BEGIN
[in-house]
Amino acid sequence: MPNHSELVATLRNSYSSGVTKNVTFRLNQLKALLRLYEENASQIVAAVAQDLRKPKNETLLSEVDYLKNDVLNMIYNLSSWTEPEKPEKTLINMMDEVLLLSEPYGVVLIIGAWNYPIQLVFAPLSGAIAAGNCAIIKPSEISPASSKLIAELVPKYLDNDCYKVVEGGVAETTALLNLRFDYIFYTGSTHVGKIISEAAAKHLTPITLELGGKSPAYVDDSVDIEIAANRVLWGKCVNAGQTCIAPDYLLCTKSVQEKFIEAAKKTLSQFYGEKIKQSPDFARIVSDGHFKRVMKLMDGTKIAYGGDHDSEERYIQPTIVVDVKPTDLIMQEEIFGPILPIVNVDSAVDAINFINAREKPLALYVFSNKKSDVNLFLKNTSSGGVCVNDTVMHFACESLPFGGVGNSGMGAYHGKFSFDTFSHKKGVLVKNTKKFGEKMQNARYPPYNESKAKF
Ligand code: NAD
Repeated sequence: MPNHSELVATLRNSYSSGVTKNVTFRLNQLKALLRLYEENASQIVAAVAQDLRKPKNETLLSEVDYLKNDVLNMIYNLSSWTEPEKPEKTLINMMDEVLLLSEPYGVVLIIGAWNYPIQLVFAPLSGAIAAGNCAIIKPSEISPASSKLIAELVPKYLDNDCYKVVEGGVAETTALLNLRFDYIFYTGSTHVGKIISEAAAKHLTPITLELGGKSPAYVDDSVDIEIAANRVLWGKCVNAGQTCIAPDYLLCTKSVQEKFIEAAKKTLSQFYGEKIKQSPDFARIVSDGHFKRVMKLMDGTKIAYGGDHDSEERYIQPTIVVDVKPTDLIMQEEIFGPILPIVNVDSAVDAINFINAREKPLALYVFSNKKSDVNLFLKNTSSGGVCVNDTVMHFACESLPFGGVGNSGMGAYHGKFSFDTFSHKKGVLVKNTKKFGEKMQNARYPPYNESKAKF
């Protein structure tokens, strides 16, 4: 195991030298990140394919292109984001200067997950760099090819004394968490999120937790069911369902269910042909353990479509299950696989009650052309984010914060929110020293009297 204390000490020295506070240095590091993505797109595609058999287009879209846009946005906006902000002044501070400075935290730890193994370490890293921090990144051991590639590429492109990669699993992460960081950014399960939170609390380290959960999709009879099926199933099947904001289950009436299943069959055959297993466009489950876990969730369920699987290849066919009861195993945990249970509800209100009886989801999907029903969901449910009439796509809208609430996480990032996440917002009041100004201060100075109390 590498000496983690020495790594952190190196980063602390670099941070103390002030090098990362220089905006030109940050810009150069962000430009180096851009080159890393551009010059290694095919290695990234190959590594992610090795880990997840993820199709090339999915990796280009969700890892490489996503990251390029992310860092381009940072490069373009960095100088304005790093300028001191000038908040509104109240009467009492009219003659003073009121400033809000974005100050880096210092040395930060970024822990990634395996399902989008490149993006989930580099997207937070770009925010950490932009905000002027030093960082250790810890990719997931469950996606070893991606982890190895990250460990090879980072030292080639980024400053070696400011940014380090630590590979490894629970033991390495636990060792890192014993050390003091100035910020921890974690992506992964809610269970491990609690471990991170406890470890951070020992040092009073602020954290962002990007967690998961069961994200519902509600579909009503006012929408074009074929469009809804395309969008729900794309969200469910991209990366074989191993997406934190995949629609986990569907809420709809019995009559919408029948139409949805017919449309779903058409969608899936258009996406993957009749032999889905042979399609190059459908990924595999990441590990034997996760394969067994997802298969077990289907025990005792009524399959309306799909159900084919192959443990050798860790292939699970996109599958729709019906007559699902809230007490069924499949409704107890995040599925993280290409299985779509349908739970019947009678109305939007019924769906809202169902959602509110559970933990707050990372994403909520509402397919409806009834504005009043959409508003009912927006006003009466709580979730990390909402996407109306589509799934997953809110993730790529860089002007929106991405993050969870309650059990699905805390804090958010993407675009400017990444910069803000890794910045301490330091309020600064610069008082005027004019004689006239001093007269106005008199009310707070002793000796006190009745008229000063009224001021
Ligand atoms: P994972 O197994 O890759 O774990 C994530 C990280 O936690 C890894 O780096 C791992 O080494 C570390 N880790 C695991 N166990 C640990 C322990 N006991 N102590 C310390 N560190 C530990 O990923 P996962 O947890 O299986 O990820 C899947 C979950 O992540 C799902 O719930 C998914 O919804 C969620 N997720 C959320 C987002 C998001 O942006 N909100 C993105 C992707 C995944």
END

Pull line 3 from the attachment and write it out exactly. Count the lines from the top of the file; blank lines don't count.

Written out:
Ligand code: NAD